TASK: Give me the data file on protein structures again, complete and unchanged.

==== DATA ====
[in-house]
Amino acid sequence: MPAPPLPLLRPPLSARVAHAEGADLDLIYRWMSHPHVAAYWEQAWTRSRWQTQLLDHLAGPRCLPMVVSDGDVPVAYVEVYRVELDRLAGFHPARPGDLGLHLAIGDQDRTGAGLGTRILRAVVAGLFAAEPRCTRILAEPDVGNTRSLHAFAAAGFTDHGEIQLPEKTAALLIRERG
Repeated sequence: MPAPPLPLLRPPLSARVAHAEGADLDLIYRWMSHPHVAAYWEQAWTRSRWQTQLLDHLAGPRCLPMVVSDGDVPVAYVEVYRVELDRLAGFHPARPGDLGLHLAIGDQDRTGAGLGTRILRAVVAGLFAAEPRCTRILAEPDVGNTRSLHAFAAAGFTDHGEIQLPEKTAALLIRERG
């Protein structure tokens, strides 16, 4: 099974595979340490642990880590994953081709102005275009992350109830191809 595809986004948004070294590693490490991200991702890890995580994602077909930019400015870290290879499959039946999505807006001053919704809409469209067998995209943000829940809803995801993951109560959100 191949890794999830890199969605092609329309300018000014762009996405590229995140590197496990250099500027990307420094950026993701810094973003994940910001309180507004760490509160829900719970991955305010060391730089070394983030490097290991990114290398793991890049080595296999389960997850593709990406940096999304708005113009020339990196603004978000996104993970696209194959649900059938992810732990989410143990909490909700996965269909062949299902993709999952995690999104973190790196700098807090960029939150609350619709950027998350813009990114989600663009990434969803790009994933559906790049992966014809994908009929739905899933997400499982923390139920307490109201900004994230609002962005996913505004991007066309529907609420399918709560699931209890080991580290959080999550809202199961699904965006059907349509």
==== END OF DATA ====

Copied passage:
[in-house]
Amino acid sequence: MPAPPLPLLRPPLSARVAHAEGADLDLIYRWMSHPHVAAYWEQAWTRSRWQTQLLDHLAGPRCLPMVVSDGDVPVAYVEVYRVELDRLAGFHPARPGDLGLHLAIGDQDRTGAGLGTRILRAVVAGLFAAEPRCTRILAEPDVGNTRSLHAFAAAGFTDHGEIQLPEKTAALLIRERG
Repeated sequence: MPAPPLPLLRPPLSARVAHAEGADLDLIYRWMSHPHVAAYWEQAWTRSRWQTQLLDHLAGPRCLPMVVSDGDVPVAYVEVYRVELDRLAGFHPARPGDLGLHLAIGDQDRTGAGLGTRILRAVVAGLFAAEPRCTRILAEPDVGNTRSLHAFAAAGFTDHGEIQLPEKTAALLIRERG
């Protein structure tokens, strides 16, 4: 099974595979340490642990880590994953081709102005275009992350109830191809 595809986004948004070294590693490490991200991702890890995580994602077909930019400015870290290879499959039946999505807006001053919704809409469209067998995209943000829940809803995801993951109560959100 191949890794999830890199969605092609329309300018000014762009996405590229995140590197496990250099500027990307420094950026993701810094973003994940910001309180507004760490509160829900719970991955305010060391730089070394983030490097290991990114290398793991890049080595296999389960997850593709990406940096999304708005113009020339990196603004978000996104993970696209194959649900059938992810732990989410143990909490909700996965269909062949299902993709999952995690999104973190790196700098807090960029939150609350619709950027998350813009990114989600663009990434969803790009994933559906790049992966014809994908009929739905899933997400499982923390139920307490109201900004994230609002962005996913505004991007066309529907609420399918709560699931209890080991580290959080999550809202199961699904965006059907349509």